The rules are different this year, so the number of college basketball players declaring for the NBA Draft has exploded. Rightly so.
College players who don’t hire an agent have until May 25th (10 days after the NBA Draft Combine) to declare their intention to return to school. This is a player friendly rule that allows a kid to participate in workouts to gain insight from NBA general managers and scouts without penalty to make an informed choice to stay or go.
If a player hires an agent, he forfeits his remaining eligibility and is committed to being available in the draft.
Yesterday, Indiana University’s Troy Williams declared his eligibility for the NBA Draft, but did not sign with an agent.
This was a procedural move for Williams that comes with no downside. It still has some IU fans and media wondering whether this is a sign that regardless of his decision to stay in the draft or pull out, he is done playing basketball at Indiana.
Here are 10 reasons Troy Williams – and everyone else who declares for the draft – is making the right call:
10 – It only takes one team that loves you to make you rich. If 29 teams think Williams should spend a couple of years in Europe to refine his game before playing in the NBA, and one believes Williams is ready, guess what, Williams’ dream of playing for millions will come true. There is a lot to like about Williams, like elite level physicality, and maybe that’s enough for the right GM.
9 – This May might lay the groundwork for a successful next May. Even if Williams goes through this process and comes out the other side returning to Bloomington, he is going to be better prepared to run the gauntlet at the NBA Draft Combine a second time. Familiarity with the process will calm Williams, and that may provide a better ramp for hearing his name called on draft night.
8 – Betting on yourself is good for the soul. Even if Williams has trouble stirring the kind of adulation in GMs necessary to rocket up at least one NBA team draft board, having confidence in yourself is key to success. Nothing communicates that better than showing up ready to work.
7 – Chicago is beautiful in May. Why not roll to the Windy City for a few days of hoops as Spring springs? Chicago wakes up in May, and being there for a few days after finals end is a righteous way to celebrate the end of yet another semester. [This assumes Williams is invited to the NBA Draft Combine.]
6 – After three years, a change in scenery is welcome. Bloomington is a great town, and Assembly Hall and Cook Hall are two great places to work on your game, but the grind can get a little old. Heading to Chicago and elsewhere to play against different guys and for different coaches will be a nice change of pace after hearing from the same coaches for what seems like forever.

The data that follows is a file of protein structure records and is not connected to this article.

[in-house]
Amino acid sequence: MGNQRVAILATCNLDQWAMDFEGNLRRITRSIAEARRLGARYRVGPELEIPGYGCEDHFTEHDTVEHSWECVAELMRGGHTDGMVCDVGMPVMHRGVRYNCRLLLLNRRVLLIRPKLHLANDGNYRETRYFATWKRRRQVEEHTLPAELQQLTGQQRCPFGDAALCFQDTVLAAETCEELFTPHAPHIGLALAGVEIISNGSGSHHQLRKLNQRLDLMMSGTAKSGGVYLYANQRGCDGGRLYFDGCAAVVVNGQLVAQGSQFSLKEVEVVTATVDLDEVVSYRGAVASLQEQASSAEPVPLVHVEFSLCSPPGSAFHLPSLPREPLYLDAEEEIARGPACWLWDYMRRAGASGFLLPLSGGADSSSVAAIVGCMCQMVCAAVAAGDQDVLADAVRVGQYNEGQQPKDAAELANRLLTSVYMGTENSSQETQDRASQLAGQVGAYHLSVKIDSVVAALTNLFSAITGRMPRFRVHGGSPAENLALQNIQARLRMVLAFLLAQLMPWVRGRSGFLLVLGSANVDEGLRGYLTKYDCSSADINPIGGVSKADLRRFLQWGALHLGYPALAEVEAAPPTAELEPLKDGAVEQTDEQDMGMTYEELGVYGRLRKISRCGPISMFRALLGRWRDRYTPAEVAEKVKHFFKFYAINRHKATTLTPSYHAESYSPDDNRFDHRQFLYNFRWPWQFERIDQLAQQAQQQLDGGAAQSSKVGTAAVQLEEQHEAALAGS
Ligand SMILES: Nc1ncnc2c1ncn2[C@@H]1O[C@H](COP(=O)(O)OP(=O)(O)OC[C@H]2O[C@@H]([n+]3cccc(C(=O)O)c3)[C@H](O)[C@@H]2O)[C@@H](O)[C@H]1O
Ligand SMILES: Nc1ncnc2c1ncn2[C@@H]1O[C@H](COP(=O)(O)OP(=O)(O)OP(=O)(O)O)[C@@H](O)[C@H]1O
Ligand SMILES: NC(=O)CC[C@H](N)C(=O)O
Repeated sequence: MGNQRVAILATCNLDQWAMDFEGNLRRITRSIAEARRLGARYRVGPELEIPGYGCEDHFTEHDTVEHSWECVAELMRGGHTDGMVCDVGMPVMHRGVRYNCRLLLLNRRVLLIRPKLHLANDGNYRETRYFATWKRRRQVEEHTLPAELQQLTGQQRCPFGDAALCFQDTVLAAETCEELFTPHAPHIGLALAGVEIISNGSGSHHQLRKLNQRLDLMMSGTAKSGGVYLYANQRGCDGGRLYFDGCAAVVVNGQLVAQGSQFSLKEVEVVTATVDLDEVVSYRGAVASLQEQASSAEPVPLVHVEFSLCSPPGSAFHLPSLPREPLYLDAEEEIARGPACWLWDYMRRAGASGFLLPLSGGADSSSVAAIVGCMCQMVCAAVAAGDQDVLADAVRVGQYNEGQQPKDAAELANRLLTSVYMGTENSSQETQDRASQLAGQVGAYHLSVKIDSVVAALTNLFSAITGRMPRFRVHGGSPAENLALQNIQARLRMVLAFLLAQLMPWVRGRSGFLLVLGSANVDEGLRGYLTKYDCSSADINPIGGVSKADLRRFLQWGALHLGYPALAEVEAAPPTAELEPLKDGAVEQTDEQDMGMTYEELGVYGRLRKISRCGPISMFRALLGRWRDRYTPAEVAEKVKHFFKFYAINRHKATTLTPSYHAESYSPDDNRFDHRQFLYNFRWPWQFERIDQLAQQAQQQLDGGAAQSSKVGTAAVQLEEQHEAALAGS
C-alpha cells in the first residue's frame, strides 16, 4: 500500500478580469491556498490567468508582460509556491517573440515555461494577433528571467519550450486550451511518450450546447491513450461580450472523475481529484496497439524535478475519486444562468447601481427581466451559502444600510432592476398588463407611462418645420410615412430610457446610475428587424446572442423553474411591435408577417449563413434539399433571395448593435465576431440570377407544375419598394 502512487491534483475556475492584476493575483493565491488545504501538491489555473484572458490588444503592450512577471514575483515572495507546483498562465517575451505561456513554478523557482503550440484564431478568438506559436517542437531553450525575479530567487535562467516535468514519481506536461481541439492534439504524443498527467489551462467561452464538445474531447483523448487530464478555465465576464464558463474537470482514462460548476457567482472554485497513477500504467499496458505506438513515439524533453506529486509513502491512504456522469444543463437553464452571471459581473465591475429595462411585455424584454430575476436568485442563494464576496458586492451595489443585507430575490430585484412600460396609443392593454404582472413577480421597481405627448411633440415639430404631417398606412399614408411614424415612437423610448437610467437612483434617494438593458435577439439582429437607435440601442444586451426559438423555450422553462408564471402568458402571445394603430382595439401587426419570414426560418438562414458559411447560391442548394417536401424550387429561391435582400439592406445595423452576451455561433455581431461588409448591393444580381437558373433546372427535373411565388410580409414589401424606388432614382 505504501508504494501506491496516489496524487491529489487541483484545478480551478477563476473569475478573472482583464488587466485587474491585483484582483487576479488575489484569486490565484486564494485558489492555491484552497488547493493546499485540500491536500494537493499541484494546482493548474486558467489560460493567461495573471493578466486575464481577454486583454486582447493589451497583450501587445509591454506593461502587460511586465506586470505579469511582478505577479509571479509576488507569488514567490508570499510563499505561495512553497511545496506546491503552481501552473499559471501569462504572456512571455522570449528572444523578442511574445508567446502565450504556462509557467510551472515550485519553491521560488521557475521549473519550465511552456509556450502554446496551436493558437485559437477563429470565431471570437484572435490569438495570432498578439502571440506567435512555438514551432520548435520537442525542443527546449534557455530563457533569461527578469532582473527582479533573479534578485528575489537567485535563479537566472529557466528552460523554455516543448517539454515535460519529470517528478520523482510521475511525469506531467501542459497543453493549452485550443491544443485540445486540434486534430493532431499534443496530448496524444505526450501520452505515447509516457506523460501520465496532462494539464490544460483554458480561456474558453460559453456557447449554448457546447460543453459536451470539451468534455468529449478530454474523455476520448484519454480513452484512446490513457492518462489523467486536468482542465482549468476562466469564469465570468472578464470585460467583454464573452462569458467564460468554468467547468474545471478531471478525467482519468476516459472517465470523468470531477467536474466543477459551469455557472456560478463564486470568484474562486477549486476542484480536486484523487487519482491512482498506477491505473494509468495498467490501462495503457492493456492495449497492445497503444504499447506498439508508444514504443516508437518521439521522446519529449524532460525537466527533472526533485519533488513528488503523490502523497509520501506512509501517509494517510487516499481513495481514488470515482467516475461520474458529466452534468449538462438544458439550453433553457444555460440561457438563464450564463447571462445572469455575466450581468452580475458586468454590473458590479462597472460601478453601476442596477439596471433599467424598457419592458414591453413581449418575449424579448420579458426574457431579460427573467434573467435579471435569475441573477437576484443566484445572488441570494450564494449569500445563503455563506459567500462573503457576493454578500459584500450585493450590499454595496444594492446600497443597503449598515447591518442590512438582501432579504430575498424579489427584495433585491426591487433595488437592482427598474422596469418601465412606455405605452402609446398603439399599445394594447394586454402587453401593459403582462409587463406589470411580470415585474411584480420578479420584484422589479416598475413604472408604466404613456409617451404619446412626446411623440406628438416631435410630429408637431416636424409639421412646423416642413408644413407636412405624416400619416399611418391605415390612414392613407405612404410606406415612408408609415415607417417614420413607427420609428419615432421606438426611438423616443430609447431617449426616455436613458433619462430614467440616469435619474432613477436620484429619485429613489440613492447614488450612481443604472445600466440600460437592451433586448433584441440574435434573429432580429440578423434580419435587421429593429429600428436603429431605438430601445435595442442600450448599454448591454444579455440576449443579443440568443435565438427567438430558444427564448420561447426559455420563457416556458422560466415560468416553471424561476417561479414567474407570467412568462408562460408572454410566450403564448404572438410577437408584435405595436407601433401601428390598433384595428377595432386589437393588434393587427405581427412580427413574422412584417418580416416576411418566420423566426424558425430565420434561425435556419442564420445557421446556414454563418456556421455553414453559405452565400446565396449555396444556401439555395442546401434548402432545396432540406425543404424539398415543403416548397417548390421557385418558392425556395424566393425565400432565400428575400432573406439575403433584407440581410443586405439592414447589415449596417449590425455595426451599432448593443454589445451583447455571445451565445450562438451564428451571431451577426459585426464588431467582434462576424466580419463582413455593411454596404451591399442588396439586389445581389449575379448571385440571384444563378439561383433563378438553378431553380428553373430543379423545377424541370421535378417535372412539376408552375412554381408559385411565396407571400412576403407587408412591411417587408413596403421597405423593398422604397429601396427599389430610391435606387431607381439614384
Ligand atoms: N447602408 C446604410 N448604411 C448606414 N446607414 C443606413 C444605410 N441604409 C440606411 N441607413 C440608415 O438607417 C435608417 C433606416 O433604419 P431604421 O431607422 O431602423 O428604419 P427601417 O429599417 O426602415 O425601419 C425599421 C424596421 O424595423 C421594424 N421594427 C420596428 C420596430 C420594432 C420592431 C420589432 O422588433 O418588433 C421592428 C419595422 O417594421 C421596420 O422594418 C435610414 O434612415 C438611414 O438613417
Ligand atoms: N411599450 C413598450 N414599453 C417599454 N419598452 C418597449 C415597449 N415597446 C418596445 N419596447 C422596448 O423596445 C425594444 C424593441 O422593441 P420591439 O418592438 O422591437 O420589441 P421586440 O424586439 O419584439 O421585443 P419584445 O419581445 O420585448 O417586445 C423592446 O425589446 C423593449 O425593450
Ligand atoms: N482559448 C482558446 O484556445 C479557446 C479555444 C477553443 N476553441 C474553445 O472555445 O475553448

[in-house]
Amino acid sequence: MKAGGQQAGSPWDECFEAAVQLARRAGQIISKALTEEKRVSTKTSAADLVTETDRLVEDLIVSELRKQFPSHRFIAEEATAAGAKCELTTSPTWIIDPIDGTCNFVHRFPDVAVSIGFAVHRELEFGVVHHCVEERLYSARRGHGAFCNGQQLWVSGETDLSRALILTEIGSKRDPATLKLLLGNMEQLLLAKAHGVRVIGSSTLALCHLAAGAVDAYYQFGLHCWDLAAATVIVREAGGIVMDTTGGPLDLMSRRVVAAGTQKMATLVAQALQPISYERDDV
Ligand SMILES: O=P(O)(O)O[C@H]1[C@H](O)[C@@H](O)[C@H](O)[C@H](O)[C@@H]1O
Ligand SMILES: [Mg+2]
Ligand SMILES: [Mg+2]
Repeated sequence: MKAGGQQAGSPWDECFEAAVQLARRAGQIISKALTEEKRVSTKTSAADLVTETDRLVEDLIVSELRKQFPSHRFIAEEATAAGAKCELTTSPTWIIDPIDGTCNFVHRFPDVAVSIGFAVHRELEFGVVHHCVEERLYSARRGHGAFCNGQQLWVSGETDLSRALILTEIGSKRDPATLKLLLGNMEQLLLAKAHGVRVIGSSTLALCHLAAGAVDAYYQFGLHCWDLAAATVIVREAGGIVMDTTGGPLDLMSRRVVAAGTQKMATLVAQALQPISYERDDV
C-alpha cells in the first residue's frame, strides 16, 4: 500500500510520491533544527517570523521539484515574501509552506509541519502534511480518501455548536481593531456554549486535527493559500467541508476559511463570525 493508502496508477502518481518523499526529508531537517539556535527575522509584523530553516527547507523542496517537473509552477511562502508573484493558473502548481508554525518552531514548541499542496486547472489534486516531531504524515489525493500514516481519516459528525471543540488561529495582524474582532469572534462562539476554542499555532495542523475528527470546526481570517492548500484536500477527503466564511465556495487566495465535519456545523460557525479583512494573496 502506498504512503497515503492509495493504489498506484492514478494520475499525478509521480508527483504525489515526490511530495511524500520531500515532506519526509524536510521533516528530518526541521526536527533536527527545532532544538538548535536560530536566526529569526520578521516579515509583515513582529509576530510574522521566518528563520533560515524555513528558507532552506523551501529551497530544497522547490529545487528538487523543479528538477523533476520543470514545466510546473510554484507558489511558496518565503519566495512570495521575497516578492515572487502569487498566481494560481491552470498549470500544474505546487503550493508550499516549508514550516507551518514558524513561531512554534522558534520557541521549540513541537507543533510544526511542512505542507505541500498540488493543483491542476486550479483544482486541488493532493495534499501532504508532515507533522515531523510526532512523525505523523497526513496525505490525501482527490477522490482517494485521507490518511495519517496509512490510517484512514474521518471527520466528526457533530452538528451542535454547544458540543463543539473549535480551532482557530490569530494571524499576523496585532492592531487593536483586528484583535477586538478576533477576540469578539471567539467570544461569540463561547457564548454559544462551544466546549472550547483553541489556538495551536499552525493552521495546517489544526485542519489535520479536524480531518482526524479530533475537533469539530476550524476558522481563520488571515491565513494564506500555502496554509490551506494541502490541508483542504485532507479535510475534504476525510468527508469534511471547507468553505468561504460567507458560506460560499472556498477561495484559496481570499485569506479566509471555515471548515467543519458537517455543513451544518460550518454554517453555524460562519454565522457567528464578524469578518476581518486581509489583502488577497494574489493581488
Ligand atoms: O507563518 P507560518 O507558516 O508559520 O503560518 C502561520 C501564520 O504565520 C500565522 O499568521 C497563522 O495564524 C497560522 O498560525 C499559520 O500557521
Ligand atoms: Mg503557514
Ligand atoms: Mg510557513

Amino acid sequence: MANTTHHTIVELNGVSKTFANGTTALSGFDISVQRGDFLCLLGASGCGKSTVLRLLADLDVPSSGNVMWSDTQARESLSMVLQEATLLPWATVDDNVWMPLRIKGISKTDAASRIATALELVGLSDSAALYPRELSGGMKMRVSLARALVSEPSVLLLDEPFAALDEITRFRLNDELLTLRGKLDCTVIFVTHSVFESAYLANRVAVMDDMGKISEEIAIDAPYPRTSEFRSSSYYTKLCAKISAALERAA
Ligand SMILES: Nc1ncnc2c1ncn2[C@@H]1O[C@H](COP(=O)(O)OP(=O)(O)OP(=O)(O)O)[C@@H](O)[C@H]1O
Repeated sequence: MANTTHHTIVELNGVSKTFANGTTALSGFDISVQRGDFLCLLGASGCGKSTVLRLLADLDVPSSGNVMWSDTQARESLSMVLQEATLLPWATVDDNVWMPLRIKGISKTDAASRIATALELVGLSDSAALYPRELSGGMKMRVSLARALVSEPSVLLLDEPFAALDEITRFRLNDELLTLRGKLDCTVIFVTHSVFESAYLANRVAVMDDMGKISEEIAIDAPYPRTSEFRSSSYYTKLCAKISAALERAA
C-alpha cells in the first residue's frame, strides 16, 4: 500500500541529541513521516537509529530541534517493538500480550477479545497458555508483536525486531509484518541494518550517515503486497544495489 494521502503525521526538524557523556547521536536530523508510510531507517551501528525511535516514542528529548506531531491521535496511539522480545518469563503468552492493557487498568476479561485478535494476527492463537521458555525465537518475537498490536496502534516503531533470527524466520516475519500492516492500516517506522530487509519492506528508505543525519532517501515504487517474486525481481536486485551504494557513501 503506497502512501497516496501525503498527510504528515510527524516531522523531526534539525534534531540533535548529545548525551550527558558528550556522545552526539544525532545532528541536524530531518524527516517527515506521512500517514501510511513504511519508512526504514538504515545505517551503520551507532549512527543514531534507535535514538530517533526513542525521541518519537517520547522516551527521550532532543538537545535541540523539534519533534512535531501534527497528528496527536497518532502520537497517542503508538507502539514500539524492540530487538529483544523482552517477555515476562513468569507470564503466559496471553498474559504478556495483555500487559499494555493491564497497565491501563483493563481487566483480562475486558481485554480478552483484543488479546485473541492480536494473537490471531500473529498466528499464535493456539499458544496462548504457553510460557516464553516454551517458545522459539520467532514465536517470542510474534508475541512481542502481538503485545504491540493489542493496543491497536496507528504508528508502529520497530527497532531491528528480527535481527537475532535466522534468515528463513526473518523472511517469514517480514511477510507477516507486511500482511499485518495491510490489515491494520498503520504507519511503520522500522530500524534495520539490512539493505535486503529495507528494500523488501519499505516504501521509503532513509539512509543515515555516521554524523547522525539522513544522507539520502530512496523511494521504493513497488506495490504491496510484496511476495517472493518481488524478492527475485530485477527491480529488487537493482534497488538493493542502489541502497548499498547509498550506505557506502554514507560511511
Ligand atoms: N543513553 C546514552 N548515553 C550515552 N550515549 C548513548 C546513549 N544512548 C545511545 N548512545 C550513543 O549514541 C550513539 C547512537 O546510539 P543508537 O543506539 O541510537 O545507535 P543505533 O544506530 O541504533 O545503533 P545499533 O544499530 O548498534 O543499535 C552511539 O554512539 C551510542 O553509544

5 – Williams seems to have plateaued. Williams came to Indiana as a raw basketball player who turned the ball over too often and too carelessly, was out of position too often defensively, and lived for the Sportscenter worthy highlight. Three years later, not much has changed. He’s a better defender because he is stronger, but his understanding of the game seems to have remained static. Maybe an opportunity to get out of Bloomington to workout for NBA bigwigs will provide Troy an epiphany in how to improve by eliminating the negative.
4 – Workouts against the best in college hoops can’t hurt. One of the great aspects of the high school basketball experience is that summers are filled with tournaments against the best prep stars in the world. It gives players a chance to gauge their games against those they hope to compete with and against in college. The NBA Draft Combine is a similar experience. Competing with the best exposes greatness and weakness.
3 – Input from NBA GMs, coaches, and scouts will be invaluable in developing his game. Tom Crean has shown himself to be very adept at helping players build bodies that impress NBA scouts, but getting additional input from the key masters of the league in which Williams longs to play will give him plenty to work on during his final year at IU.
2 – Information is king. By all accounts, Crean is very good about providing insight to Indiana players hopeful of playing in the NBA (which is all of them), but getting face time with NBA GMs and coaches is going to give Williams a much more accurate appraisal of where he will be drafted – or if he will be drafted. His dream is to play in the NBA, and there is no better way to determine whether he is ready than to hear it from the horse’s mouth without any filter or emissary.
1 – There is no downside. The worst that can happen is that Williams has some interesting experiences working out, learns a little more about basketball, and returns to IU for his senior season. The best case scenario is that NBA scouts are enthralled by Williams’ length and athleticism and his stock surges. Going through this process is playing with the house’s money in a game he cannot lose. Williams is going to be a better player whether or not scouts love him.
Scouts to whom I have spoken believe Williams will return to Indiana, but minds can change, and Chicago may provide Williams a great opportunity to change them.
Kent Sterling hosts the fastest growing sportstalk show in Indianapolis on CBS Sports 1430 every weekday from 3p-6p, and writes about Indiana sports at kentsterling.com.